NOTICE: Coronavirus Guidance for School Districts: Per Governor’s executive order, in-school class cancellations remain in effect through the remainder of the 2019-2020 school year.

Emergency Meal Programs: The State Department of Education is authorizing two distinct categories of COVID-19 Emergency Meal Programs in accordance with federal requirements: 1) COVID-19 Emergency Meal Program Limited to Students Attending School in Specific Districts. School districts on this list are only authorized to serve meals to students attending their schools, and any other child age 18 years or younger residing in the same household; 2) COVID-19 Community-wide Emergency Meal Program for Children. Any child age 18 years or younger can receive meal(s) at any meal service and distribution sites in these towns/cities. They do not have to be a resident or attend school in these towns/cities. Check these links often as more locations continue to be added.




Research shows that absences add up and that good attendance is essential to student achievement and graduation.  In contrast, missing too much school (chronic absence and truancy) can lead to school drop-out, academic failure and juvenile delinquency.

State law requires school districts and schools to have specific policies and procedures regarding students who are truant. A truant is defined as a student who has has 4 unexcused absences from school in one month (30 consecutive calendar days) or 10 unexcused absences in one school year.

If a student becomes truant, their school is required to have a meeting with the student’s parent/ guardian within 10 school days. In this meeting, the school should work with the student and guardian to help the student return to school. Schools should also work with community agencies providing child and family services to address the student’s barriers to coming to school.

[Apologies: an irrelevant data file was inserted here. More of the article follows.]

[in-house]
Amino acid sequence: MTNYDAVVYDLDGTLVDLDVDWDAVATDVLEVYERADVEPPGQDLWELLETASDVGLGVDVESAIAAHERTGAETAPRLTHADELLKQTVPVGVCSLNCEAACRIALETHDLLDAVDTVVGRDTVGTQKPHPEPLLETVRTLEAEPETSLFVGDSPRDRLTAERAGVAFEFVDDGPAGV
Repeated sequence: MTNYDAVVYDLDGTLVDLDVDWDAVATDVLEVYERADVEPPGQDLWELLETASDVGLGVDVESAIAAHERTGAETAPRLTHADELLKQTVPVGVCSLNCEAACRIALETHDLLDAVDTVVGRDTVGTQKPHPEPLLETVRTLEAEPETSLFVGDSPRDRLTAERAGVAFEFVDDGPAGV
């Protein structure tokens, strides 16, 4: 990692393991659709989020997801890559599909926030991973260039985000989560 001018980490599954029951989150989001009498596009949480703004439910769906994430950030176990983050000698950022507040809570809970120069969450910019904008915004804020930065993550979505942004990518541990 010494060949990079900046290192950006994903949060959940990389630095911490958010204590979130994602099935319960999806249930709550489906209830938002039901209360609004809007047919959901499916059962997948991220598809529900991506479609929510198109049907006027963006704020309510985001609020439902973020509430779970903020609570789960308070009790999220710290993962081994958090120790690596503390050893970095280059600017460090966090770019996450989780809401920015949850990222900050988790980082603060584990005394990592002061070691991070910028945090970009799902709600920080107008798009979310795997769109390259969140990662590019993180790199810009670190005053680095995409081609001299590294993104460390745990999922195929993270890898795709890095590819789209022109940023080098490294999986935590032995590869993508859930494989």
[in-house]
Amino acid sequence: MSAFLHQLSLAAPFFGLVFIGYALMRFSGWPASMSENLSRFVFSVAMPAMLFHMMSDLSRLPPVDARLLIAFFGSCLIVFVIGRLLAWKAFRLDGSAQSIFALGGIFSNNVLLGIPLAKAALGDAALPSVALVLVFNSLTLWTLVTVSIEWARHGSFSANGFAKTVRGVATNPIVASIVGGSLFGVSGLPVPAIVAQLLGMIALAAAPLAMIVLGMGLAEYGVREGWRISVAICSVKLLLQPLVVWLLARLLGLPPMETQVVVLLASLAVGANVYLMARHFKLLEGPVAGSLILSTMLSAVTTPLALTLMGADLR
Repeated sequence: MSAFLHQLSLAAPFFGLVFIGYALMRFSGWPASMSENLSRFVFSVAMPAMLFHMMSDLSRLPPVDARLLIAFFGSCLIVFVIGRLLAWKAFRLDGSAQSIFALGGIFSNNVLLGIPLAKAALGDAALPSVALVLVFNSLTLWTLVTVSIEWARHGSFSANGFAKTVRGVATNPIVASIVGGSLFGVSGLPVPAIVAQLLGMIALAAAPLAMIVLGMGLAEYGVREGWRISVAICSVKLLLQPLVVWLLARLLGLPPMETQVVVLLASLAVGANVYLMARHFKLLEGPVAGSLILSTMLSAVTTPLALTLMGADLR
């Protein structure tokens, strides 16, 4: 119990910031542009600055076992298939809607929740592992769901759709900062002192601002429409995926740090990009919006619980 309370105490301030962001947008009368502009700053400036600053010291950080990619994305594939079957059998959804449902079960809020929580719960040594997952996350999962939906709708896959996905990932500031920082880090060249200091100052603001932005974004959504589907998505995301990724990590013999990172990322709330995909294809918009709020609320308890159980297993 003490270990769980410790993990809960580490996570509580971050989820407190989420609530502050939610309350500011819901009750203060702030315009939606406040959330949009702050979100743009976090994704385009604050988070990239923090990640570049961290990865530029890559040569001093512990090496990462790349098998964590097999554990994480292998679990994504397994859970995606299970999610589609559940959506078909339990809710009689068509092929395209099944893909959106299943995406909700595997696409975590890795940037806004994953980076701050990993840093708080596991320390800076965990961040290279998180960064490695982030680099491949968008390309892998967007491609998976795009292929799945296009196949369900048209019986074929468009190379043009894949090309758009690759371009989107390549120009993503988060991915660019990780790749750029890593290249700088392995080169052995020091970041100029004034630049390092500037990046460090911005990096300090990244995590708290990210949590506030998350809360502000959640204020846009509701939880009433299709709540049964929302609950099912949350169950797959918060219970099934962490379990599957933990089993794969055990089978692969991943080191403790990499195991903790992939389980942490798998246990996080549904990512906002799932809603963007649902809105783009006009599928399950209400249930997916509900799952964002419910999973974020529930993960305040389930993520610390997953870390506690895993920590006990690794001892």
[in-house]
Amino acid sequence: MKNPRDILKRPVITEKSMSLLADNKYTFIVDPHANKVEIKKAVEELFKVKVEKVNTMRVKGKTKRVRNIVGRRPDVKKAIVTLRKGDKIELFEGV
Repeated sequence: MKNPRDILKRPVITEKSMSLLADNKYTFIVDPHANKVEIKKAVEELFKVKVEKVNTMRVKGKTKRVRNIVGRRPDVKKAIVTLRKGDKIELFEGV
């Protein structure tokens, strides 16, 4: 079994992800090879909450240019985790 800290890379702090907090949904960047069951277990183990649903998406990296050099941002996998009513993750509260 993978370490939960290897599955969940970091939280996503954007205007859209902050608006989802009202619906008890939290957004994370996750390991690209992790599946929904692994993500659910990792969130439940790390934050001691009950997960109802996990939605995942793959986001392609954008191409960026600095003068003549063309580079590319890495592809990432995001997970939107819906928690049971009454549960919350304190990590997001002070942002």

Ultimately, the most effective strategy for helping student be present in school is prevention. Attendance monitoring, enhancing school culture and community, increasing student engagement, and mentoring students for academic success are effective school-based strategies for preventing truancy.   

NOTE:  For more detail on determining if an absence is excused or unexcused, download the Connecticut State Department of Education's (CSDE) Guidelines for Excused and Unexcused Absences.


Truancy vs. Chronic Absence

Chronic absence and truancy are not interchangeable terms. They describe different aspects of the absence problem and require different approaches. Truancy is a term that generally refers to unexcused absences. Chronic absence, on the other hand, incorporates all absences: excused, unexcused absences, and suspensions and expulsions served.

For more information about chronic absence, visit the CSDE’s Chronic Absence web page or download the CSDE chronic absence prevention and intervention guide.